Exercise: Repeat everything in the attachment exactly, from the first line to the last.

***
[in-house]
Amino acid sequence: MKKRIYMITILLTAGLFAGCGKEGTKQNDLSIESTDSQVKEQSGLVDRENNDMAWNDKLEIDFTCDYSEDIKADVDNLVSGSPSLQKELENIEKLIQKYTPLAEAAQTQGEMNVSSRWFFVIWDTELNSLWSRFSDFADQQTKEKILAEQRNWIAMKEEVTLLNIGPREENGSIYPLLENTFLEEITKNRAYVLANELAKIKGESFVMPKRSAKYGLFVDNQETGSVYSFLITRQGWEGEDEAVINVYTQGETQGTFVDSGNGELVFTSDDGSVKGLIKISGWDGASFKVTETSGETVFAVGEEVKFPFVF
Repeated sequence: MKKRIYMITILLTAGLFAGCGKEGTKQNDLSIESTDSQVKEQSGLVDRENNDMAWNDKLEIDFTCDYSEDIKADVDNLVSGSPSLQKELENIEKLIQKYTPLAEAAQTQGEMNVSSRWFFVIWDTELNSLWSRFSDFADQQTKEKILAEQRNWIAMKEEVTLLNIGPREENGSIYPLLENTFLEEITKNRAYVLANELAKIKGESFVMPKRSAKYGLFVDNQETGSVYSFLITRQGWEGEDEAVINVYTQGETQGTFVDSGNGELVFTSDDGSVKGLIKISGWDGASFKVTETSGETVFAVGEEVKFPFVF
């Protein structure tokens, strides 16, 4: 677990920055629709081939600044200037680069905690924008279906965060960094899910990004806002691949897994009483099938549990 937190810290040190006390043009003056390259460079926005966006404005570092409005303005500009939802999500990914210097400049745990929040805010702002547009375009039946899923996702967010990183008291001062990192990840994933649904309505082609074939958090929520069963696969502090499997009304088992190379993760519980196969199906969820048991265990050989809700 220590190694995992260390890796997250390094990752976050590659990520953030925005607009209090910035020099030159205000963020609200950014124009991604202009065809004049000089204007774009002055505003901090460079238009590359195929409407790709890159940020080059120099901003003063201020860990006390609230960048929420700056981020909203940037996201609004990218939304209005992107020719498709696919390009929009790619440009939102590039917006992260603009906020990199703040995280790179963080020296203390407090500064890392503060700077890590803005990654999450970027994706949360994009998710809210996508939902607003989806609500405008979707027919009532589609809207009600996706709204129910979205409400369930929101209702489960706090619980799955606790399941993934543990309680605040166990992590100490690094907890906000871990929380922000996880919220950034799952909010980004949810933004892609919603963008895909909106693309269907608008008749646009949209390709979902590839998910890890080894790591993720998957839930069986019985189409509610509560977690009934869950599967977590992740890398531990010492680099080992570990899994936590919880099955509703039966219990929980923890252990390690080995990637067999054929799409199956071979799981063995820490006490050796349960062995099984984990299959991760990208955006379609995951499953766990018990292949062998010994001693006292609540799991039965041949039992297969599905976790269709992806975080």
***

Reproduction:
[in-house]
Amino acid sequence: MKKRIYMITILLTAGLFAGCGKEGTKQNDLSIESTDSQVKEQSGLVDRENNDMAWNDKLEIDFTCDYSEDIKADVDNLVSGSPSLQKELENIEKLIQKYTPLAEAAQTQGEMNVSSRWFFVIWDTELNSLWSRFSDFADQQTKEKILAEQRNWIAMKEEVTLLNIGPREENGSIYPLLENTFLEEITKNRAYVLANELAKIKGESFVMPKRSAKYGLFVDNQETGSVYSFLITRQGWEGEDEAVINVYTQGETQGTFVDSGNGELVFTSDDGSVKGLIKISGWDGASFKVTETSGETVFAVGEEVKFPFVF
Repeated sequence: MKKRIYMITILLTAGLFAGCGKEGTKQNDLSIESTDSQVKEQSGLVDRENNDMAWNDKLEIDFTCDYSEDIKADVDNLVSGSPSLQKELENIEKLIQKYTPLAEAAQTQGEMNVSSRWFFVIWDTELNSLWSRFSDFADQQTKEKILAEQRNWIAMKEEVTLLNIGPREENGSIYPLLENTFLEEITKNRAYVLANELAKIKGESFVMPKRSAKYGLFVDNQETGSVYSFLITRQGWEGEDEAVINVYTQGETQGTFVDSGNGELVFTSDDGSVKGLIKISGWDGASFKVTETSGETVFAVGEEVKFPFVF
């Protein structure tokens, strides 16, 4: 677990920055629709081939600044200037680069905690924008279906965060960094899910990004806002691949897994009483099938549990 937190810290040190006390043009003056390259460079926005966006404005570092409005303005500009939802999500990914210097400049745990929040805010702002547009375009039946899923996702967010990183008291001062990192990840994933649904309505082609074939958090929520069963696969502090499997009304088992190379993760519980196969199906969820048991265990050989809700 220590190694995992260390890796997250390094990752976050590659990520953030925005607009209090910035020099030159205000963020609200950014124009991604202009065809004049000089204007774009002055505003901090460079238009590359195929409407790709890159940020080059120099901003003063201020860990006390609230960048929420700056981020909203940037996201609004990218939304209005992107020719498709696919390009929009790619440009939102590039917006992260603009906020990199703040995280790179963080020296203390407090500064890392503060700077890590803005990654999450970027994706949360994009998710809210996508939902607003989806609500405008979707027919009532589609809207009600996706709204129910979205409400369930929101209702489960706090619980799955606790399941993934543990309680605040166990992590100490690094907890906000871990929380922000996880919220950034799952909010980004949810933004892609919603963008895909909106693309269907608008008749646009949209390709979902590839998910890890080894790591993720998957839930069986019985189409509610509560977690009934869950599967977590992740890398531990010492680099080992570990899994936590919880099955509703039966219990929980923890252990390690080995990637067999054929799409199956071979799981063995820490006490050796349960062995099984984990299959991760990208955006379609995951499953766990018990292949062998010994001693006292609540799991039965041949039992297969599905976790269709992806975080």